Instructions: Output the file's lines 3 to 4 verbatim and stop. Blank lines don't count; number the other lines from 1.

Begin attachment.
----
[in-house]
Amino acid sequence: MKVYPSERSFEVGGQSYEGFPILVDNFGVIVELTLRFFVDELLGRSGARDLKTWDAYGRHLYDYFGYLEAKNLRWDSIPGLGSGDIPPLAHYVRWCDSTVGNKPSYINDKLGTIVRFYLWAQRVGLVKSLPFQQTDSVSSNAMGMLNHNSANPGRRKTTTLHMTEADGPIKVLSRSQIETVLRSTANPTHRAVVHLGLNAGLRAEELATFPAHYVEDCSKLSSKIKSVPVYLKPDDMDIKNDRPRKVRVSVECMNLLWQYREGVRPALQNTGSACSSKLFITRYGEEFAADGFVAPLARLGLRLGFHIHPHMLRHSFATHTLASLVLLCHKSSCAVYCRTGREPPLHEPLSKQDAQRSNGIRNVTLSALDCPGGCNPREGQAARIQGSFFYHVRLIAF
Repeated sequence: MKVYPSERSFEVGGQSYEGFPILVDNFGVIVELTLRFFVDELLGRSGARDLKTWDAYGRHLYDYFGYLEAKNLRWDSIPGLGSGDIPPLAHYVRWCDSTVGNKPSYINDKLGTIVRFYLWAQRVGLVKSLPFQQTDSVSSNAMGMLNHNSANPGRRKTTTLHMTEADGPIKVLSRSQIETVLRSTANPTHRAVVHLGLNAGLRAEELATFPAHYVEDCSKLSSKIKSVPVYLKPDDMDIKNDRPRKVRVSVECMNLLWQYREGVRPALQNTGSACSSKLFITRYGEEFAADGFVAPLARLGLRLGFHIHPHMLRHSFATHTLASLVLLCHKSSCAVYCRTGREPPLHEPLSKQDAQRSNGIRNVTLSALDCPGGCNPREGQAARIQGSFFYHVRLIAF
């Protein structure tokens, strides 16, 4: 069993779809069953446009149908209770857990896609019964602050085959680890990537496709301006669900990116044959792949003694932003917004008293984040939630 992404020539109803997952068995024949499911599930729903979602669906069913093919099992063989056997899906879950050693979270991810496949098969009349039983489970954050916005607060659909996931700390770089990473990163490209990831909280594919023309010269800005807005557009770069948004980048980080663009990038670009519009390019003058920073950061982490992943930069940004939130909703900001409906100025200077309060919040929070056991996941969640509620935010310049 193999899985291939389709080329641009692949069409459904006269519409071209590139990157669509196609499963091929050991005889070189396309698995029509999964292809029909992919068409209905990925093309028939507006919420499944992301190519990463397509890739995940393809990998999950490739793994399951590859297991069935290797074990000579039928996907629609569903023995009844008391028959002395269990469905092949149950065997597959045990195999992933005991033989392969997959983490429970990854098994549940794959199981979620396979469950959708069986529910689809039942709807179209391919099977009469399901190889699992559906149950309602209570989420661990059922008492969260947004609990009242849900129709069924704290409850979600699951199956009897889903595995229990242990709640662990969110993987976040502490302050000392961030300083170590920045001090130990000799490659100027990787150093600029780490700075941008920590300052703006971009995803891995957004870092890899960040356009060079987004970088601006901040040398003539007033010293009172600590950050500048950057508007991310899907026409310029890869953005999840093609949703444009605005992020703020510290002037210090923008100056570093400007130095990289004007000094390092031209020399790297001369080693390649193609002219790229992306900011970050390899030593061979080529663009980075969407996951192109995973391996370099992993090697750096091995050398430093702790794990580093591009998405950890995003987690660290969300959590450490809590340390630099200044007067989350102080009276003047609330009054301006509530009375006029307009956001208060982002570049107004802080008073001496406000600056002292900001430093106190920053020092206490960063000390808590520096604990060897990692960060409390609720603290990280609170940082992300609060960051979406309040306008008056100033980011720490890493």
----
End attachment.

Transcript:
Repeated sequence: MKVYPSERSFEVGGQSYEGFPILVDNFGVIVELTLRFFVDELLGRSGARDLKTWDAYGRHLYDYFGYLEAKNLRWDSIPGLGSGDIPPLAHYVRWCDSTVGNKPSYINDKLGTIVRFYLWAQRVGLVKSLPFQQTDSVSSNAMGMLNHNSANPGRRKTTTLHMTEADGPIKVLSRSQIETVLRSTANPTHRAVVHLGLNAGLRAEELATFPAHYVEDCSKLSSKIKSVPVYLKPDDMDIKNDRPRKVRVSVECMNLLWQYREGVRPALQNTGSACSSKLFITRYGEEFAADGFVAPLARLGLRLGFHIHPHMLRHSFATHTLASLVLLCHKSSCAVYCRTGREPPLHEPLSKQDAQRSNGIRNVTLSALDCPGGCNPREGQAARIQGSFFYHVRLIAF
């Protein structure tokens, strides 16, 4: 069993779809069953446009149908209770857990896609019964602050085959680890990537496709301006669900990116044959792949003694932003917004008293984040939630 992404020539109803997952068995024949499911599930729903979602669906069913093919099992063989056997899906879950050693979270991810496949098969009349039983489970954050916005607060659909996931700390770089990473990163490209990831909280594919023309010269800005807005557009770069948004980048980080663009990038670009519009390019003058920073950061982490992943930069940004939130909703900001409906100025200077309060919040929070056991996941969640509620935010310049 193999899985291939389709080329641009692949069409459904006269519409071209590139990157669509196609499963091929050991005889070189396309698995029509999964292809029909992919068409209905990925093309028939507006919420499944992301190519990463397509890739995940393809990998999950490739793994399951590859297991069935290797074990000579039928996907629609569903023995009844008391028959002395269990469905092949149950065997597959045990195999992933005991033989392969997959983490429970990854098994549940794959199981979620396979469950959708069986529910689809039942709807179209391919099977009469399901190889699992559906149950309602209570989420661990059922008492969260947004609990009242849900129709069924704290409850979600699951199956009897889903595995229990242990709640662990969110993987976040502490302050000392961030300083170590920045001090130990000799490659100027990787150093600029780490700075941008920590300052703006971009995803891995957004870092890899960040356009060079987004970088601006901040040398003539007033010293009172600590950050500048950057508007991310899907026409310029890869953005999840093609949703444009605005992020703020510290002037210090923008100056570093400007130095990289004007000094390092031209020399790297001369080693390649193609002219790229992306900011970050390899030593061979080529663009980075969407996951192109995973391996370099992993090697750096091995050398430093702790794990580093591009998405950890995003987690660290969300959590450490809590340390630099200044007067989350102080009276003047609330009054301006509530009375006029307009956001208060982002570049107004802080008073001496406000600056002292900001430093106190920053020092206490960063000390808590520096604990060897990692960060409390609720603290990280609170940082992300609060960051979406309040306008008056100033980011720490890493």